Small regulatory RNAs (sRNAs) are a class of regulatory RNA molecule utilized by a majority of bacterial species to regulate gene expression; they are typically non-coding, and commonly function through post-transcriptional base-pairing mechanisms. sRNAs are essential to the virulence of many pathogens, performing crucial tasks such as regulating stress responses and virulence factor expression. Despite the importance of sRNAs in many pathogens, and the public health challenge posed by GAS, the contribution of sRNAs to GAS virulence has been studied only superficially.
We have characterized the 205 nucleotide sRNA FasX and identified that it both positively (the thrombolytic agent streptokinase) and negatively (the collagen-binding pilus, and fibronectin-binding PrtF1 and PrtF2 adhesins) regulates the expression of GAS virulence factors. This regulation occurs post-transcriptionally through the direct binding of FasX to target mRNAs, modulating their stability and/or rate of translation. The importance of FasX-mediated regulation to GAS virulence is highlighted by our findings that FasX reduces GAS adherence in a tissue culture-based model, and enhances disease severity in a bacteremia model of infection using humanized-plasminogen-expressing mice.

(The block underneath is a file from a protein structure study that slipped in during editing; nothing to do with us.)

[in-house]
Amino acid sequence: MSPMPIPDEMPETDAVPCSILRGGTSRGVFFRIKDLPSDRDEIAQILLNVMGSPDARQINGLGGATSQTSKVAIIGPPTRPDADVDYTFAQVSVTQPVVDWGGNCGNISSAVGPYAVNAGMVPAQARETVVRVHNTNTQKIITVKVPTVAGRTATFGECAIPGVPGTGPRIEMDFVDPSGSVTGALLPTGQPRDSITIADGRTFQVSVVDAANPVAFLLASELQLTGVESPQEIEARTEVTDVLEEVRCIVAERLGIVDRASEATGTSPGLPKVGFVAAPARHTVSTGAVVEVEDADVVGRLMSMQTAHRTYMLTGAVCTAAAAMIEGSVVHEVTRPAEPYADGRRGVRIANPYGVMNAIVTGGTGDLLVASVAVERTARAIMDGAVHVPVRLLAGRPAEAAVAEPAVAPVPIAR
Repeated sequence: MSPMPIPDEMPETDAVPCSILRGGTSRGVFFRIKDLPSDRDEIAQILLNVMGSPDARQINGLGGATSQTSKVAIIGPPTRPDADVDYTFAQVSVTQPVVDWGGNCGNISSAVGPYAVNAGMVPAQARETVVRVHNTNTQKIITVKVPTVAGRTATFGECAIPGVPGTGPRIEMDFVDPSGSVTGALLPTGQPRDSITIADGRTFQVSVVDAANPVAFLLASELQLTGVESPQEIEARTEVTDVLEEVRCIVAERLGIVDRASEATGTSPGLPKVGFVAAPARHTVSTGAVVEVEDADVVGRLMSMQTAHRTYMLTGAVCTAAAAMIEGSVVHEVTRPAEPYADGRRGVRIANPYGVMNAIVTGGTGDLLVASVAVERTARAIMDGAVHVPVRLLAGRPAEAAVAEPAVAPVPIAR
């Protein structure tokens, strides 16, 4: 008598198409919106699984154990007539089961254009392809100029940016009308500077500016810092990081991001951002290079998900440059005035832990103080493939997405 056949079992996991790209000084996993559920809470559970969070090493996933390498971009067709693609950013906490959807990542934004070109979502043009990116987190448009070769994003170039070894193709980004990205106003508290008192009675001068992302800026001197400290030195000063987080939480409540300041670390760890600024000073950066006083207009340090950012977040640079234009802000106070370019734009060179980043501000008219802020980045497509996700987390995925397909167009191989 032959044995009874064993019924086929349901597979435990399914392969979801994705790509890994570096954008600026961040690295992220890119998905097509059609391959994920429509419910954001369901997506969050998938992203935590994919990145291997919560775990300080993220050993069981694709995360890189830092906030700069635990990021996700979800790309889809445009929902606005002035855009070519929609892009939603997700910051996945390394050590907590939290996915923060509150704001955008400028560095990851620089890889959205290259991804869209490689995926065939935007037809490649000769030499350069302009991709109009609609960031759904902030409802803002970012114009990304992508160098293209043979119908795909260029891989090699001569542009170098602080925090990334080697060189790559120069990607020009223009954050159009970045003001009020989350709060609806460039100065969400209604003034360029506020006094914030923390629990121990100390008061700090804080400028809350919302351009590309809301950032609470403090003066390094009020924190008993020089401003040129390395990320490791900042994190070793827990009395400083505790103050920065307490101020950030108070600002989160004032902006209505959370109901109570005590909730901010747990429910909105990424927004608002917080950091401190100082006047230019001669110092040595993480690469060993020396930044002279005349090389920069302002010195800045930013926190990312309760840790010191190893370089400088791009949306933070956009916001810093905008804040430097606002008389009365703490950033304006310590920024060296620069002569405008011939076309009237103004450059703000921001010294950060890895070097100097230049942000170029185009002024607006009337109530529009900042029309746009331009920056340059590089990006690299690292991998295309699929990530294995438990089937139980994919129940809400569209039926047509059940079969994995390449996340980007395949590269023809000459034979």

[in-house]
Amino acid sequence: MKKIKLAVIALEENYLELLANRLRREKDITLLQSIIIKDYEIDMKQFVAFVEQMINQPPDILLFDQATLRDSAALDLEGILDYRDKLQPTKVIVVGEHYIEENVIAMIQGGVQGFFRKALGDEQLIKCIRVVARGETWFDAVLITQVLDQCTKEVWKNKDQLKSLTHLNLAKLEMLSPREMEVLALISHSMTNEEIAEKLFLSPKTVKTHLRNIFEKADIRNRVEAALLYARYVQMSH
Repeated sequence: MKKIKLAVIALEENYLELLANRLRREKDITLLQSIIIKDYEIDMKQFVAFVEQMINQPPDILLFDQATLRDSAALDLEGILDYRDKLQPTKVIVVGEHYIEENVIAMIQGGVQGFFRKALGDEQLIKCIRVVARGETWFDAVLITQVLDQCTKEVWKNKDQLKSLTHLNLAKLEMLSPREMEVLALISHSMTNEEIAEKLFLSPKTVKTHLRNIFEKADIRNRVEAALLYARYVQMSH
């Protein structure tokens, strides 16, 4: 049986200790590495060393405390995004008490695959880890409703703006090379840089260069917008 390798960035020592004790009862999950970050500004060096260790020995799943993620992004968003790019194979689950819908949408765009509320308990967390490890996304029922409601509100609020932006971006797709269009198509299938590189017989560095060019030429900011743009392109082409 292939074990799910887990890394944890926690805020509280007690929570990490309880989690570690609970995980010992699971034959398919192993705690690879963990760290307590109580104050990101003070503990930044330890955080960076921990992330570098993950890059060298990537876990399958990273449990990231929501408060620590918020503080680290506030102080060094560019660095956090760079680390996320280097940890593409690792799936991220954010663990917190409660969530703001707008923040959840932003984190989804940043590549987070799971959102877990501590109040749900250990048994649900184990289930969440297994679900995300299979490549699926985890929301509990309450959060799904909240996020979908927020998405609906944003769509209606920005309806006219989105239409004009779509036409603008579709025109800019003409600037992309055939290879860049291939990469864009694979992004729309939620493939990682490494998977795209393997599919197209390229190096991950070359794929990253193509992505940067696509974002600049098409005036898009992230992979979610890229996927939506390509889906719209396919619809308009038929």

Our data are the first to mechanistically characterize sRNA activity in GAS, as well as the first to show these mechanisms contribute to the virulence of this pathogen, revealing the possibility of inhibiting FasX activity as a novel anti-infective strategy. We propose that FasX functions as a molecular switch, governing the transition between colonization and dissemination during infection.